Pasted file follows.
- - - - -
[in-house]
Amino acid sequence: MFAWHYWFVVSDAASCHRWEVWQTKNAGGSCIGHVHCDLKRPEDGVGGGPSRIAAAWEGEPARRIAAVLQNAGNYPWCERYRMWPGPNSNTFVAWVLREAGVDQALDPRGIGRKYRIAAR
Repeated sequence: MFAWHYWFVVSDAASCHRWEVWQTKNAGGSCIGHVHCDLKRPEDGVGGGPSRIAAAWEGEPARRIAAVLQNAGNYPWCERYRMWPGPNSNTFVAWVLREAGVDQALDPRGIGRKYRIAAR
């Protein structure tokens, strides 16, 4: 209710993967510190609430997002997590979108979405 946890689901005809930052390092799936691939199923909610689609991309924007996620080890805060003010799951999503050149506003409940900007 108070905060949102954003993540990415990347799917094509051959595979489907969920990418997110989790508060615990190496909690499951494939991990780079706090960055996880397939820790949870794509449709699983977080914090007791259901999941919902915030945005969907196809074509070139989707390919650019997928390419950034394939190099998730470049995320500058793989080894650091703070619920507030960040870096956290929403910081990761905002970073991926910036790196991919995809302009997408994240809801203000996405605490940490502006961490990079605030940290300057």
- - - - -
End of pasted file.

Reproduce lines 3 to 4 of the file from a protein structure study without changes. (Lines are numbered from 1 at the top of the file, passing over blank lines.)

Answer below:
Repeated sequence: MFAWHYWFVVSDAASCHRWEVWQTKNAGGSCIGHVHCDLKRPEDGVGGGPSRIAAAWEGEPARRIAAVLQNAGNYPWCERYRMWPGPNSNTFVAWVLREAGVDQALDPRGIGRKYRIAAR
């Protein structure tokens, strides 16, 4: 209710993967510190609430997002997590979108979405 946890689901005809930052390092799936691939199923909610689609991309924007996620080890805060003010799951999503050149506003409940900007 108070905060949102954003993540990415990347799917094509051959595979489907969920990418997110989790508060615990190496909690499951494939991990780079706090960055996880397939820790949870794509449709699983977080914090007791259901999941919902915030945005969907196809074509070139989707390919650019997928390419950034394939190099998730470049995320500058793989080894650091703070619920507030960040870096956290929403910081990761905002970073991926910036790196991919995809302009997408994240809801203000996405605490940490502006961490990079605030940290300057």